Jeonse crisis deepens in Seoul despite government intervention

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Jeonse crisis deepens in Seoul despite government intervention

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A 31-year-old office worker surnamed Kim who is set to wed in February has had no luck?apartment hunting due to exorbitant jeonse, or long-term housing deposit prices -- another sign of the travails afflicting Korea’s long-stagnant property market.

Jeonse prices for small apartments in Bangbae, a well-to-do district in southern Seoul that Kim has set his eyes on, jumped from 200 million won ($183,370) to 250 million won in just a month.

To find a target within his price range he switched his attention to neighboring Songpa but came across a similar situation and ended up ditching his ambition of living in one of southern Seoul’s wealthier districts.

He is now searching in Hanam and Bundang in more remote Gyeonggi.

“I hear that jeonse prices are likely to go up even more next year, so I have to find a place before January,” he said.

Experts say renters must rush as the supply of available apartments could soon drop to its lowest level in 22 years as more people sit tight and renew their contracts and potential buyers remain deterred by the threat of perpetually sinking prices.

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According to Budongsan 114, which offers real estate information, only 86,942 apartments will become available in the greater Seoul area next year.

This is the lowest number since 1992, when the number stood at 170,234.

This year roughly more than 100,000 apartments are estimated to have been supplied.

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While 39,000 new apartments have been put up for rent each year on average in Seoul over the last five years, the number is expected to stand at 22,000 next year.

Supply in Gyeonggi is expected to fall 15 percent to 53,405, but it will likely drop by a worse margin of 56 percent to 11,232 in Incheon.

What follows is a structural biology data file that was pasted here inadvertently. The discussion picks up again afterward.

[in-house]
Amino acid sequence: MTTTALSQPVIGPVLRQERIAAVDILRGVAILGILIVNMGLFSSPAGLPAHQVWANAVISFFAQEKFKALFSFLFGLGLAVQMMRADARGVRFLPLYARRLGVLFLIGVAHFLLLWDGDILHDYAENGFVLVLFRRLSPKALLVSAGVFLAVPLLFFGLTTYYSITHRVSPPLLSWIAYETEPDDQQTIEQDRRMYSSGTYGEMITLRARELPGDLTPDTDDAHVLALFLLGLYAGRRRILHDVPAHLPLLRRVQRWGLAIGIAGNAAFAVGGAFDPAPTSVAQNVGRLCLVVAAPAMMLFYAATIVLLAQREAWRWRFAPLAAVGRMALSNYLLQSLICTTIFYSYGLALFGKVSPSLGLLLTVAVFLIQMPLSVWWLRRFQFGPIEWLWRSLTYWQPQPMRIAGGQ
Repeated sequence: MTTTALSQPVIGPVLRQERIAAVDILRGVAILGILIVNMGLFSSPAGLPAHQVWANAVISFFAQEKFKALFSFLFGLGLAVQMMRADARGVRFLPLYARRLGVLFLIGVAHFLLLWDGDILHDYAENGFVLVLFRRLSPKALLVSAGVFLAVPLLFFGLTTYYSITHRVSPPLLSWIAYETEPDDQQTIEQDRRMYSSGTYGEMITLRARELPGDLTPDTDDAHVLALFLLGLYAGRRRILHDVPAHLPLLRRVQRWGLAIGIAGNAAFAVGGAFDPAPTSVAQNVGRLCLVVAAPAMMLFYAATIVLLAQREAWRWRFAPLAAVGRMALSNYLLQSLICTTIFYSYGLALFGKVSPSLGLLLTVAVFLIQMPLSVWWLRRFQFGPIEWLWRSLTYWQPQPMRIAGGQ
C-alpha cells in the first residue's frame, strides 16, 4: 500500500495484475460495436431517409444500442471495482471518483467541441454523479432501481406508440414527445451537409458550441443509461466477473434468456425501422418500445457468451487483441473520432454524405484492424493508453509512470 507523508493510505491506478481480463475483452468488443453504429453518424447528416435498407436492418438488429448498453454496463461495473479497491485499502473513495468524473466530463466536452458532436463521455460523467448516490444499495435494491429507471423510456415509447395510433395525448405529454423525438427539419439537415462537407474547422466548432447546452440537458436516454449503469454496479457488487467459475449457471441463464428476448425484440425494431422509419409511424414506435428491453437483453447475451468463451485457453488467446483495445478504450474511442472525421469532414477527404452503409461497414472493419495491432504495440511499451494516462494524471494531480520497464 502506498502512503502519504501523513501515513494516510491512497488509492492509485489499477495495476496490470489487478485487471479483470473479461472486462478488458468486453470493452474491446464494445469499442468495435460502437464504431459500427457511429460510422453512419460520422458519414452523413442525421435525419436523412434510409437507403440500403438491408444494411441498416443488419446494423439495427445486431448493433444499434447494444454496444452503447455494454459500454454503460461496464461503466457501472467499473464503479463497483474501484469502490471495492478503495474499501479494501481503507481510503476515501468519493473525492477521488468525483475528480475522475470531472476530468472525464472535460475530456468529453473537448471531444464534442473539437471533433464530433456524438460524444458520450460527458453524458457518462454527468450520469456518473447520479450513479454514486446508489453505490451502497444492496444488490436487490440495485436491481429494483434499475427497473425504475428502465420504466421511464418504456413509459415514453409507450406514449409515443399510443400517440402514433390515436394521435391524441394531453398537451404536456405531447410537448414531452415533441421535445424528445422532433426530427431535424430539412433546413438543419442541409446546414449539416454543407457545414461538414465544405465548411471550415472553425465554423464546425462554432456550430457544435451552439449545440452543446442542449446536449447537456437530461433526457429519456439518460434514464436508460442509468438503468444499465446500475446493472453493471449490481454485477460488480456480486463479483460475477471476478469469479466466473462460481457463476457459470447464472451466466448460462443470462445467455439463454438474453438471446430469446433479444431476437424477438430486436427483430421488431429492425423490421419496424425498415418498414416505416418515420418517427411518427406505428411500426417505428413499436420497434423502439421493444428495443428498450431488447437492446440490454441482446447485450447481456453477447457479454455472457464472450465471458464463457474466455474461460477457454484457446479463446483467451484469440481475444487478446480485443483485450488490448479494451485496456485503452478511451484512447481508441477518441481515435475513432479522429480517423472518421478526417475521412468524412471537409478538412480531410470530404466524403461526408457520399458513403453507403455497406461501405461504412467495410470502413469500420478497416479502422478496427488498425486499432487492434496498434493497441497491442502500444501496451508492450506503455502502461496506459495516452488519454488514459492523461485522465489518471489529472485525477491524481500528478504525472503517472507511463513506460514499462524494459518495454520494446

“Apartment supplies have been falling sharply since 2011 as construction companies, which have been struggling from selling mid-to large-size apartments between 2008 and 2010, have been hesitant to build housing units in the greater Seoul area,” said Kim Seon-deuk, head of Construction Industry Strategy Research.


According to industry estimates, roughly 200,000 new residential properties are needed every year in Seoul and its neighboring area to meet fresh demand, including housing for newlyweds and those who are relocating as their old complexes are razed and redeveloped.

With supply limited, apartment values are falling despite the government’s decision in September to offer tax cuts and exemptions for those who purchase new homes. This was done in hope of stimulating the frozen real estate market.

The government on Sept. 10 announced that it will exempt the tax levied when selling apartments for the next five years.

Only apartments that are purchased between Sept. 24 and Dec. 31 and valued less than 900 million won are eligible for the tax benefit.

Additionally the government is also offering a 50 percent cut on the tax levied when purchasing such apartment within this year.

The target of the tax cut was to boost trade.

On Monday, a 42-square-meter apartment in the affluent Gaepo District of Gangnam in southern Seoul, was put up for sale for 590 million won. Its price rose to 615 million won last month after the government announced its real estate tax cut.

“It looked at first as though apartment prices were creeping back up but they are now returning to their earlier [pre-exemption] levels,” said local realtor Kim Sang-yeol.

According to KB Kookmin Bank’s real estate evaluation department, apartment prices last month were down 0.6 percent from September.

This marks the sharpest fall since June 2010. The situation was almost the same in Gyeonggi and Incheon.

Meanwhile, apartment transactions remain frozen.

In September, 14,800 apartments were traded in Seoul and its neighboring area, a 50 percent drop from one year earlier. In the first nine months of this year, a total of 111,184 apartments were bought and sold. Between 2006 and 2011, 155,000 apartments were traded on average every year.

“The government’s real estate measures had a very limited impact due to the recession,” said Park Deuk-bae, an analyst at Hyundai Research Institute.

“They don’t have the financial power to purchase an apartment.”

Kim Jae-eun, an analyst at Daewoo Securities, added that “people who have paid long-term deposits are keeping them because they suspect selling prices will fall further, so they can buy cheaper apartments if they wait.”

Some expect the situation to improve in the first half of next year after presidential elections in Korea, the U.S. and China mitigate global uncertainties and the euro zone gets a grip on its fiscal crisis.

By Park Il-han [ojlee82@joongang.co.kr]
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